My wife and I discussed taking a Civil Rights road trip for a long time. The seeds were planted a few years ago after my wife heard Congressman John Lewis speak at a conference. Then, a new chapter in the Civil Rights movement began with the Black Lives Matter protests. After marching in a protest, my wife and I felt an overwhelming need to plan the trip and teach our children where we have come from as a Nation and how far we still need to go.
The planning took months. There are so many important places to stop; one cannot visit all of them. The trip took over 3 weeks and was an experience that none of my family members will forget. Well, maybe the baby.
We started at our home in New York City early in the morning and headed South to our first stop in Virginia.
We visited several Civil War battlefields on this trip, but this battle affected slavery and the Civil Rights Movement. Before the battle of Antietam, the Civil War was about preserving the Union. The South was trying to enlist England and France to aid them in the war. Europe needed the cotton from the South and was contemplating offering aid. Five days after the North’s win at Antietam, President Lincoln issued the Preliminary Emancipation Proclamation to further cripple the South. And in doing so, the Civil War became a war to end slavery. England and France ended slavery in their countries and it would have looked horrible on their part if they aided those that protected slavery. It is conceivable that if the North lost at Antietam, the Civil War’s outcome could have swung in favor of the South, thus delaying the Civil Right’s Movement.
Before Booker T. Washington became principal of the Tuskegee Normal and Industrial School, a famous speaker, and one of the biggest influences in African American history, he was born a slave on James Burrough’s farm. His birthplace allows visitors to walk the grounds and imagine the world in which Washington’s family lived. There is an interesting museum on premises that chronicles the life of slavery on the farm. Visitors can stand where Washington and his family stood when they found out they were going to be free.
Stop 3: Atlanta, Georgia
Atlanta is considered the Civil Rights capital of the United States. Four days were spent by my family as we attempted to soak in as much history as time allowed.
I recommend that all Civil Rights tours in Atlanta should start at the visitor center. Visitors can park in a large parking lot behind the visitor center. The center offers many displays on King’s life and challenges visitors to follow his example. Visitors can receive an intense history lesson on the Civil Rights Movement by studying various displays on segregation, SNCC, Sit-ins, etc.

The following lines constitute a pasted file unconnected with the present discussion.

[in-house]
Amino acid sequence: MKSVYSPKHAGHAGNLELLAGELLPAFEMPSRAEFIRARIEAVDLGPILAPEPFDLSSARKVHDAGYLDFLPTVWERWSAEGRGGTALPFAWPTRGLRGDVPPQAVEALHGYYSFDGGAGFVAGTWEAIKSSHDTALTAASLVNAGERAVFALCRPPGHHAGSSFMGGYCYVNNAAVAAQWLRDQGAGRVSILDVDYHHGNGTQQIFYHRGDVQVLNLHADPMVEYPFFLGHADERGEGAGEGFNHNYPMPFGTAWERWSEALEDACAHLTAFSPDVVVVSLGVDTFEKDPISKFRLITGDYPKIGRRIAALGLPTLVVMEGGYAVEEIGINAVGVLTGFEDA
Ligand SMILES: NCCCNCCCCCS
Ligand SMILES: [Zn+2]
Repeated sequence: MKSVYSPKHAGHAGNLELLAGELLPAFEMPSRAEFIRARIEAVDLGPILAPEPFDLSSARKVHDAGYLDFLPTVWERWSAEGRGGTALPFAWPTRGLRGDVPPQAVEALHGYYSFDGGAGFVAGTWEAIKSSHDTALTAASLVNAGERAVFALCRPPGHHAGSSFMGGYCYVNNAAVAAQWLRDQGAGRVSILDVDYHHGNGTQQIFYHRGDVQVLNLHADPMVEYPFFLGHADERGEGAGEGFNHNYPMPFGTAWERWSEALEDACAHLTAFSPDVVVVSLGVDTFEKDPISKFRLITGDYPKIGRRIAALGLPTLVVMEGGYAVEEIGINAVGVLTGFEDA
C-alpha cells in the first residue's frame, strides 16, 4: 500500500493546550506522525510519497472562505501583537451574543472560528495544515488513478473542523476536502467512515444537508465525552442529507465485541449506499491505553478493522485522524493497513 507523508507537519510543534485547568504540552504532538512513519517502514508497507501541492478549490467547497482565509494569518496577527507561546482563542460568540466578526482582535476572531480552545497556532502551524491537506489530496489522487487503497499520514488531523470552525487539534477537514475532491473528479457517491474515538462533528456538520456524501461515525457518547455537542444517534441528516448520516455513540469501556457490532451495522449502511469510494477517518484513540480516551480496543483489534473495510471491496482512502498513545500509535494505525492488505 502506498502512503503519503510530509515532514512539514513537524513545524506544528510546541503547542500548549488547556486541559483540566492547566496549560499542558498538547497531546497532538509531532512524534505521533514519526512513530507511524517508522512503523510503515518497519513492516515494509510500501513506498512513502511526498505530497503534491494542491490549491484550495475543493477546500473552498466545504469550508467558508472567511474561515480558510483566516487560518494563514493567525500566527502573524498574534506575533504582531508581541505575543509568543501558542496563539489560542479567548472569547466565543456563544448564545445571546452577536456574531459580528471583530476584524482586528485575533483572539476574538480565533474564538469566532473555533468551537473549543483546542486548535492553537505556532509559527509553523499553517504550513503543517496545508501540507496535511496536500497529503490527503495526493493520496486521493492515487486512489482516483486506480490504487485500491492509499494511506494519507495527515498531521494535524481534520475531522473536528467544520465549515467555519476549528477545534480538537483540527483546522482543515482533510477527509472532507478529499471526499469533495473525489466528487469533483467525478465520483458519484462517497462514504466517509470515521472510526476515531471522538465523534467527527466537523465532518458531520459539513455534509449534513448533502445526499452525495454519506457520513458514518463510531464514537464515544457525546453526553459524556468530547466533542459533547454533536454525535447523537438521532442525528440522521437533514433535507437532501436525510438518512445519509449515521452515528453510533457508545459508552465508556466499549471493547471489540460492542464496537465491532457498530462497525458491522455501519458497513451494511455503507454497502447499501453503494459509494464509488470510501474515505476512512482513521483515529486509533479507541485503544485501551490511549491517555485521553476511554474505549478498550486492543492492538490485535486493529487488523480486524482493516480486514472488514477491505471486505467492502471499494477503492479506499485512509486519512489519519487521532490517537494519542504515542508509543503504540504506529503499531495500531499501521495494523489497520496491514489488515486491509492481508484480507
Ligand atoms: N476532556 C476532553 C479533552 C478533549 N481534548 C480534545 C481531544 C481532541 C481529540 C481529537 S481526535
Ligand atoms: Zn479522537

Across the street from the visitor center is Ebenezer Baptist Church, the church where Dr. King Jr. shared pastoral duties with his father. My kids and I sat in a pew while a sermon from Dr. King Jr., echoed within the church. The church was quiet and provided the perfect scene to reflect on King’s message and life.
Within walking distance from the visitor center and the church is the first integrated firehouse in Atlanta. Our tour guide offered stories of Dr. King as a child, playing inside and alongside the firehouse walls. A replica of an old fire truck is on display and history of the first African American firefighters is showcased within the firehouse.
A short walk down the road from the firehouse sits the home where Dr. King was born and raised. To see where a young Martin took his first breath, played, studied, and said his prayers had a big impact on my kids. It was nice to remember that all great men and women start out as children.
Between Ebenezer Baptist Church and the Firehouse is the King Center. The King Center was started by Corretta Scott King and is not part of the National Park. The Center holds the graves of Dr. King and Coretta Scott King within a beautiful reflection pool. Displays with documents written in Dr. King’s handwriting can be found along with his clothes and many other items. There is also a section on one of King’s heroes, Mahatma Ghandi.